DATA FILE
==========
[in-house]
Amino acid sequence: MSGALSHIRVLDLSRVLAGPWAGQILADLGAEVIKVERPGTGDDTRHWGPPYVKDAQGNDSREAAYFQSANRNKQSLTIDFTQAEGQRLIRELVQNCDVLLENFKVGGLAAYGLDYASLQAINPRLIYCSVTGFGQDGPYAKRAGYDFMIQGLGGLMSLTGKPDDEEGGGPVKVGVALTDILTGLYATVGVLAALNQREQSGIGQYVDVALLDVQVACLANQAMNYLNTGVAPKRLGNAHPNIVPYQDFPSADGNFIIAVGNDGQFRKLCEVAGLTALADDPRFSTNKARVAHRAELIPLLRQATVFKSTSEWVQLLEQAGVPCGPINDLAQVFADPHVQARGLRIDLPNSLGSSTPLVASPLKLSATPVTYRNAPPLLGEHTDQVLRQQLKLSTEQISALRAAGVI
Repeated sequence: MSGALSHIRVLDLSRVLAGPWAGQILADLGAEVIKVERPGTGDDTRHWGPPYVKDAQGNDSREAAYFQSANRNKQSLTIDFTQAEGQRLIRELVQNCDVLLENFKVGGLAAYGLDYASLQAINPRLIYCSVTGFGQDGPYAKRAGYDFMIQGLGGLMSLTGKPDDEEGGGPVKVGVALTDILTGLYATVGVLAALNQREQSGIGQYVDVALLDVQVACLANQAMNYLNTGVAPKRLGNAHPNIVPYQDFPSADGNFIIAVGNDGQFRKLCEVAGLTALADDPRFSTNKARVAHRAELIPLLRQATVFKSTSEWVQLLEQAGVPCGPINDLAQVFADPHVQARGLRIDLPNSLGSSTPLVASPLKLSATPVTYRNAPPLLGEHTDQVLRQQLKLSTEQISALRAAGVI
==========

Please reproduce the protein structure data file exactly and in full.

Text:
[in-house]
Amino acid sequence: MSGALSHIRVLDLSRVLAGPWAGQILADLGAEVIKVERPGTGDDTRHWGPPYVKDAQGNDSREAAYFQSANRNKQSLTIDFTQAEGQRLIRELVQNCDVLLENFKVGGLAAYGLDYASLQAINPRLIYCSVTGFGQDGPYAKRAGYDFMIQGLGGLMSLTGKPDDEEGGGPVKVGVALTDILTGLYATVGVLAALNQREQSGIGQYVDVALLDVQVACLANQAMNYLNTGVAPKRLGNAHPNIVPYQDFPSADGNFIIAVGNDGQFRKLCEVAGLTALADDPRFSTNKARVAHRAELIPLLRQATVFKSTSEWVQLLEQAGVPCGPINDLAQVFADPHVQARGLRIDLPNSLGSSTPLVASPLKLSATPVTYRNAPPLLGEHTDQVLRQQLKLSTEQISALRAAGVI
Repeated sequence: MSGALSHIRVLDLSRVLAGPWAGQILADLGAEVIKVERPGTGDDTRHWGPPYVKDAQGNDSREAAYFQSANRNKQSLTIDFTQAEGQRLIRELVQNCDVLLENFKVGGLAAYGLDYASLQAINPRLIYCSVTGFGQDGPYAKRAGYDFMIQGLGGLMSLTGKPDDEEGGGPVKVGVALTDILTGLYATVGVLAALNQREQSGIGQYVDVALLDVQVACLANQAMNYLNTGVAPKRLGNAHPNIVPYQDFPSADGNFIIAVGNDGQFRKLCEVAGLTALADDPRFSTNKARVAHRAELIPLLRQATVFKSTSEWVQLLEQAGVPCGPINDLAQVFADPHVQARGLRIDLPNSLGSSTPLVASPLKLSATPVTYRNAPPLLGEHTDQVLRQQLKLSTEQISALRAAGVI